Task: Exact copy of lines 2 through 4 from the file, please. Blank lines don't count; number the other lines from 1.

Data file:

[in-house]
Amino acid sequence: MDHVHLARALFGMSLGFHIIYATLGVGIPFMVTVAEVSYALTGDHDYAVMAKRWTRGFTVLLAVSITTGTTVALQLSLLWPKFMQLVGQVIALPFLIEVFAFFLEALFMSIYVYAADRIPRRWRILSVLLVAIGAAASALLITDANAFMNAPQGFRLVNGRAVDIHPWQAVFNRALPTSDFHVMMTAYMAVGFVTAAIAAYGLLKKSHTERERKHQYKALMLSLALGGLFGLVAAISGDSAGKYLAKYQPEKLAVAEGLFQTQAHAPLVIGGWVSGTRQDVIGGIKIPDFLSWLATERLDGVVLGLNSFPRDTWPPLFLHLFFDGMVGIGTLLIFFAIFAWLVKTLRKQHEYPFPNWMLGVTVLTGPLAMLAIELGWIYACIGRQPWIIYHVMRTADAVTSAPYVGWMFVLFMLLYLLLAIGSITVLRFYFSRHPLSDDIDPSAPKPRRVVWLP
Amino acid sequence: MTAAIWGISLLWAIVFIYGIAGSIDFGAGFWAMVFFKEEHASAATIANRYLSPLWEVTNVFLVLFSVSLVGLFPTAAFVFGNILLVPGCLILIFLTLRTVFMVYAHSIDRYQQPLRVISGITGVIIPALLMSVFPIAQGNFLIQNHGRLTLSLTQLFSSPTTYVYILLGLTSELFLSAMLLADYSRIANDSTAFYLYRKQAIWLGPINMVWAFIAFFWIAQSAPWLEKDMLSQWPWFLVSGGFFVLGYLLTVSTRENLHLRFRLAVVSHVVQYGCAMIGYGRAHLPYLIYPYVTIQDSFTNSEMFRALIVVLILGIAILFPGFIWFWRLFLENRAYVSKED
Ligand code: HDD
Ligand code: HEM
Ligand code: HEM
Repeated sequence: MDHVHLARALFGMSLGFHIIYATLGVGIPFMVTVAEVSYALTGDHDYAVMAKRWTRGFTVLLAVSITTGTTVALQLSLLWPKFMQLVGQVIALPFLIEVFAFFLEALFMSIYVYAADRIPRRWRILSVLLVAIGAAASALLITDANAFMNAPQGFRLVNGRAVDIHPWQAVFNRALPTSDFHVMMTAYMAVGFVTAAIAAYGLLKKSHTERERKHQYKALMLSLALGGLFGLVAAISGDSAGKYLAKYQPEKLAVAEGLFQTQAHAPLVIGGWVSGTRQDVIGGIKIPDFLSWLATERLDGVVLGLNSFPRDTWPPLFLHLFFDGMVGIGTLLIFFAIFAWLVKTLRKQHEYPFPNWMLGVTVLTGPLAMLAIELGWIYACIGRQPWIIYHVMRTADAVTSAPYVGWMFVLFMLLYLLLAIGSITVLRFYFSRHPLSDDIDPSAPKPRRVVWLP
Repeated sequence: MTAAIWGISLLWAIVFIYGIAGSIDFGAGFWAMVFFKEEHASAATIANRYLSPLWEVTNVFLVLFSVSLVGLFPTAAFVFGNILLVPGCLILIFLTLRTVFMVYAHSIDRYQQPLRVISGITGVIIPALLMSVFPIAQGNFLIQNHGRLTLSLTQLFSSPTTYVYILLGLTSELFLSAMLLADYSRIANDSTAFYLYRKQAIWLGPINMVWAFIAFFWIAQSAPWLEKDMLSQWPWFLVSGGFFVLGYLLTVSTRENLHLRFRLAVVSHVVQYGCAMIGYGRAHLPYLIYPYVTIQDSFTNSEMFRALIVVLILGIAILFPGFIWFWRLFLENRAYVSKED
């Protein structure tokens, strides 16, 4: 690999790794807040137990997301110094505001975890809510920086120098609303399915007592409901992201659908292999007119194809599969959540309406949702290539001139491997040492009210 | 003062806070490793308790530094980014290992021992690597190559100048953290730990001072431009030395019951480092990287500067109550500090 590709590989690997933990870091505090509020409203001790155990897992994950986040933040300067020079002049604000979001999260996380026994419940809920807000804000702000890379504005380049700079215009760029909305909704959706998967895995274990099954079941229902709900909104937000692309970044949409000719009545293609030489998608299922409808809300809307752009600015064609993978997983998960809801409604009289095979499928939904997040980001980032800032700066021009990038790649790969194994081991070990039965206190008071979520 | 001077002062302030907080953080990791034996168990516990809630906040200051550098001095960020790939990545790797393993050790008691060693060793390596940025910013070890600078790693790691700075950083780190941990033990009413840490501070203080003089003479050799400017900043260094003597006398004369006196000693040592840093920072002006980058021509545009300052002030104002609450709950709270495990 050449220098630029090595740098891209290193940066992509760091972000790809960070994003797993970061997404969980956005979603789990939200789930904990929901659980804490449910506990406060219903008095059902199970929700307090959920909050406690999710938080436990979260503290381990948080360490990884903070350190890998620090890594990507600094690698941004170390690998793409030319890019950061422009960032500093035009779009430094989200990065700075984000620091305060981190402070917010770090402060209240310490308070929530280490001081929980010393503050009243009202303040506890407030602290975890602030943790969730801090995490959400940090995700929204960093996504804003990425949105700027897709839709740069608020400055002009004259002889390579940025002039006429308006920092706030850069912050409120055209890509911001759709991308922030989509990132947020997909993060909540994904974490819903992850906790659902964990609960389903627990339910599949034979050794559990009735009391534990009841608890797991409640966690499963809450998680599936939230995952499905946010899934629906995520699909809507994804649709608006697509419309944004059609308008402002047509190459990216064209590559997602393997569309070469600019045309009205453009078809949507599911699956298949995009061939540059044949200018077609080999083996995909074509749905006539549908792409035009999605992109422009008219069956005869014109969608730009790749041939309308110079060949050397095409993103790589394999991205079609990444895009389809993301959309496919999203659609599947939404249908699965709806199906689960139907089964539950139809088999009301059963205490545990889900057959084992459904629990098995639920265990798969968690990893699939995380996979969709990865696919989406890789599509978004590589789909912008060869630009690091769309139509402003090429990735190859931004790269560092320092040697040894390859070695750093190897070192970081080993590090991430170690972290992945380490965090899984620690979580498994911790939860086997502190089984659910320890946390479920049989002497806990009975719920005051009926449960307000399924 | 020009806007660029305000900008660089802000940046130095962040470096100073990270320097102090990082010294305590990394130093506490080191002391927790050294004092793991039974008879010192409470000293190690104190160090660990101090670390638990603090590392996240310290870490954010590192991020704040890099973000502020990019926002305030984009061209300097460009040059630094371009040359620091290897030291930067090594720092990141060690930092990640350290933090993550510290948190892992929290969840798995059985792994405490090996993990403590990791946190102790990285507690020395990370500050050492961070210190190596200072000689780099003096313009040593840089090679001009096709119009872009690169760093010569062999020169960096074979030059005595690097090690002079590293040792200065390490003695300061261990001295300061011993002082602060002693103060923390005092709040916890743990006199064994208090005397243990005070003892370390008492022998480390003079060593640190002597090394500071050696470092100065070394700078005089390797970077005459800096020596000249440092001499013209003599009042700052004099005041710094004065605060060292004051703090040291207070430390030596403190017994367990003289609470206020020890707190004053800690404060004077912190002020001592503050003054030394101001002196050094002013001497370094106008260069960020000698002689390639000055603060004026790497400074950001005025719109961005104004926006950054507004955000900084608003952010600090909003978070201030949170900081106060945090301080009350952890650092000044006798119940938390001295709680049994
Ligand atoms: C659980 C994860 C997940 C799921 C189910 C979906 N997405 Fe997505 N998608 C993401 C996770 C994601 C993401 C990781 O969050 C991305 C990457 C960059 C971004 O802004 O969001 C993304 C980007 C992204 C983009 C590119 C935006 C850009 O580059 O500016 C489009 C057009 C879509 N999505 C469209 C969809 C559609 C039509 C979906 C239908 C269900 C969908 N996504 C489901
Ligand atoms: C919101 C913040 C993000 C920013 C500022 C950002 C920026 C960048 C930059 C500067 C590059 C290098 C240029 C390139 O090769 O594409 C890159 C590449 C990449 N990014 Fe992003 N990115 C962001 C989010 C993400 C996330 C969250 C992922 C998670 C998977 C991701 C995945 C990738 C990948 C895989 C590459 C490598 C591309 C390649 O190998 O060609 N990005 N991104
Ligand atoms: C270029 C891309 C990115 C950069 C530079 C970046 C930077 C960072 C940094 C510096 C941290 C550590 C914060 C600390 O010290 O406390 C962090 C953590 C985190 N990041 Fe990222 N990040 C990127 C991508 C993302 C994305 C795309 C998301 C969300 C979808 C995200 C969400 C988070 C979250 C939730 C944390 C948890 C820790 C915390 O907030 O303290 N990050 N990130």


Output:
Amino acid sequence: MDHVHLARALFGMSLGFHIIYATLGVGIPFMVTVAEVSYALTGDHDYAVMAKRWTRGFTVLLAVSITTGTTVALQLSLLWPKFMQLVGQVIALPFLIEVFAFFLEALFMSIYVYAADRIPRRWRILSVLLVAIGAAASALLITDANAFMNAPQGFRLVNGRAVDIHPWQAVFNRALPTSDFHVMMTAYMAVGFVTAAIAAYGLLKKSHTERERKHQYKALMLSLALGGLFGLVAAISGDSAGKYLAKYQPEKLAVAEGLFQTQAHAPLVIGGWVSGTRQDVIGGIKIPDFLSWLATERLDGVVLGLNSFPRDTWPPLFLHLFFDGMVGIGTLLIFFAIFAWLVKTLRKQHEYPFPNWMLGVTVLTGPLAMLAIELGWIYACIGRQPWIIYHVMRTADAVTSAPYVGWMFVLFMLLYLLLAIGSITVLRFYFSRHPLSDDIDPSAPKPRRVVWLP
Amino acid sequence: MTAAIWGISLLWAIVFIYGIAGSIDFGAGFWAMVFFKEEHASAATIANRYLSPLWEVTNVFLVLFSVSLVGLFPTAAFVFGNILLVPGCLILIFLTLRTVFMVYAHSIDRYQQPLRVISGITGVIIPALLMSVFPIAQGNFLIQNHGRLTLSLTQLFSSPTTYVYILLGLTSELFLSAMLLADYSRIANDSTAFYLYRKQAIWLGPINMVWAFIAFFWIAQSAPWLEKDMLSQWPWFLVSGGFFVLGYLLTVSTRENLHLRFRLAVVSHVVQYGCAMIGYGRAHLPYLIYPYVTIQDSFTNSEMFRALIVVLILGIAILFPGFIWFWRLFLENRAYVSKED
Ligand code: HDD